|Luring The Posh Parents|
Toby Young wants to tempt parents from the private sector
Last week, the West London Free School went out with offers to parents who’ve applied for places in September and it’s not an exaggeration to say my phone’s been ringing ever since.
The first category of callers are disappointed parents who haven’t been offered places. We had nine applications for every place this year, making us the most popular school in the borough, so there’s no shortage of angry mums. I tell them, truthfully, that there’s nothing I can do. School governors have a certain amount of latitude when it comes to admissions criteria, but once they’ve been finalised it is up to the local bureaucrats to apply them. Either the applicant has met the criteria or he/she hasn’t.
More tricky are those parents who’ve been offered places and can’t decide whether to take them up. For the most part, these are good, honest folk asking intelligent questions about genuine issues such as what will become of our school if Labour wins a majority in 2015. (Answer: we’ll be fine because our funding agreement cannot be terminated without seven years’ notice.) I always take the time to answer their questions as fully as possible because these are precisely the sort of parents — conscientious, thoughtful, responsible — that are an asset to any school. Incidentally, they’re by no means exclusively middle-class. By far the most thorough cross examination I’ve been given so far was by a West Indian single mum from a local council estate.
But a significant minority of calls are from upper-middle-class mums — usually friends of friends — who are nervous about sending their children to a state school. They will rationalise their anxiety by presenting it as a concern about whether the standard of education at our school can match that of a top independent school, but underlying this is a visceral fear that if they opt out of the private sector they and their children will suffer a huge drop in status.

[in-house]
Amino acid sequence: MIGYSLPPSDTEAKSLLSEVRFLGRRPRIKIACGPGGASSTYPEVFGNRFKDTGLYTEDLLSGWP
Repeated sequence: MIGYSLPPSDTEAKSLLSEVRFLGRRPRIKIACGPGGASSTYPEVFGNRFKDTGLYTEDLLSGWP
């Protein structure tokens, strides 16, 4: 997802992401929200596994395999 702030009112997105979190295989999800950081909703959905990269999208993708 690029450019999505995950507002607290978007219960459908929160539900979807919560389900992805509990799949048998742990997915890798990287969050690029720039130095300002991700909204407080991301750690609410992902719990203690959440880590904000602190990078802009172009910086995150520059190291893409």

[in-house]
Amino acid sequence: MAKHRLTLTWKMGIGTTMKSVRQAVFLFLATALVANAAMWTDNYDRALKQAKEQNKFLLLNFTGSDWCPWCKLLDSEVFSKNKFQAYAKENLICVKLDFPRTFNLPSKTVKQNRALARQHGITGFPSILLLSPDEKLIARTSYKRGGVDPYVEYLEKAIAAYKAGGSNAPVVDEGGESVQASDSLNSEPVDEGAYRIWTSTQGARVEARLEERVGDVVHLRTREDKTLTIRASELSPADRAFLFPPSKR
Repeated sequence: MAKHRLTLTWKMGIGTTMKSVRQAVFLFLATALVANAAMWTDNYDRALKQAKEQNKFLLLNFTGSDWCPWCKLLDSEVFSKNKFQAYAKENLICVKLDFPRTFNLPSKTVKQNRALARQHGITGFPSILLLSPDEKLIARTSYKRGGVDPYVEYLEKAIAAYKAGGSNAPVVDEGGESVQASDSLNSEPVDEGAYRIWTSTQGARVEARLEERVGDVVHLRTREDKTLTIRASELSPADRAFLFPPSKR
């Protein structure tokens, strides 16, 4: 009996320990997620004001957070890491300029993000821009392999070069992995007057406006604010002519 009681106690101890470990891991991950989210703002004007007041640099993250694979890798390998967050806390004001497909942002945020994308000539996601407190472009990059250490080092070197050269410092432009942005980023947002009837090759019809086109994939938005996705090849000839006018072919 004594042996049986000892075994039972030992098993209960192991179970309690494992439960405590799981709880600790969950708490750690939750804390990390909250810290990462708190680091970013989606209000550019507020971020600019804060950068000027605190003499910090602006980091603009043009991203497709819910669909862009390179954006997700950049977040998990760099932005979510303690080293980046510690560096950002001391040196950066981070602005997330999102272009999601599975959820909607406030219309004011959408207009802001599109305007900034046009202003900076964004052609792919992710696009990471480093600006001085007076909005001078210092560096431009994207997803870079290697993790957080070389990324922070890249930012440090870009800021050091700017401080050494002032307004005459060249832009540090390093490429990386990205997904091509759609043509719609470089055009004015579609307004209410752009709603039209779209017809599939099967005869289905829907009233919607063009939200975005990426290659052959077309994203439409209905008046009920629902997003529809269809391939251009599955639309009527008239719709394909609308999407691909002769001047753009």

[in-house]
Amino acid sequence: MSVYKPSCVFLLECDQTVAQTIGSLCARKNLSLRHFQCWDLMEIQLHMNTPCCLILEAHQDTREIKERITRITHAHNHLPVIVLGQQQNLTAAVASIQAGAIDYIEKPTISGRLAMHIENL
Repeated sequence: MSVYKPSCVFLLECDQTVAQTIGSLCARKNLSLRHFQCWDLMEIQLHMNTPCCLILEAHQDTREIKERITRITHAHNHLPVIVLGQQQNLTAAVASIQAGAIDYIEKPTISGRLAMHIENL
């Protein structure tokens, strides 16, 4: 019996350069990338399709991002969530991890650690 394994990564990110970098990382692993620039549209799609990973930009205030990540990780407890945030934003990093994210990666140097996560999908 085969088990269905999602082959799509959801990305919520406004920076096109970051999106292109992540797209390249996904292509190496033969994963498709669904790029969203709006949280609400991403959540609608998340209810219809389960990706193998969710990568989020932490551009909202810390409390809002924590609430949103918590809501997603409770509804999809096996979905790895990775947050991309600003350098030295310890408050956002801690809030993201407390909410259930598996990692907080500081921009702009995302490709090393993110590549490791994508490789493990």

How do I know this? Well, for one thing they invariably let slip that Leo or Elodie has also been offered a place at Latymer Upper School or Notting Hill and Ealing, just in case I think they’re only considering the West London Free School because their child isn’t clever enough to get into a good London day school. For another, they nearly always stress that they ‘really support’ what I’m trying to do at the school, thereby making it clear that they’re considering it for idealistic reasons rather than out of dire financial necessity.
I do what I can to allay their fears, but it’s tricky when they won’t come clean about what their real anxieties are — probably because they haven’t admitted them to themselves.For me to tell them that their social standing won’t suffer a calamitous blow if their children end up at a state school would prompt an angry denial, since any display of status anxiety is itself a low status indicator. So I have to play along, telling them about our curriculum, the amount of homework we set, our sports facilities etc.
What makes these conversations particularly frustrating is that I know that 90 per cent of them will end up staying in the private sector. One of the most frequent criticisms of free schools is that they only appeal to posh parents. Our school in particular, with its emphasis on Latin and competitive sport, is dismissed as a faux private school that has nothing to offer children from deprived backgrounds. But judging from our first cohort of 120 children, that’s not true. We were deluged with applications last year from parents of children at fee-paying schools, but less than half a dozen took up our offers. By contrast, about a quarter of the children who did accept are on free school meals.
That may change this year and I hope it does. I’ve always thought that, far from being a criticism, one of the best arguments in favour of free schools is that they’ll tempt parents away from the independent sector, leading to more schools with genuinely comprehensive intakes. But I fear it will take more than small class sizes, strong discipline and traditional subjects to persuade upper-middle-class parents to take a chance on state schools. Perhaps we need to do some more work on the uniform. When I had lunch at Harrow a couple of years ago to discuss a possible partnership, the headmaster strongly advised me against pretentious headgear. ‘Don’t have those,’ he said, gesturing to a pile of boaters in the dining hall. We may have to reconsider.
originally printed in The Spectator and reprinted with kind permission
Toby Young is associate editor of The Spectator and co-founder of the West London Free School.
9th March 2012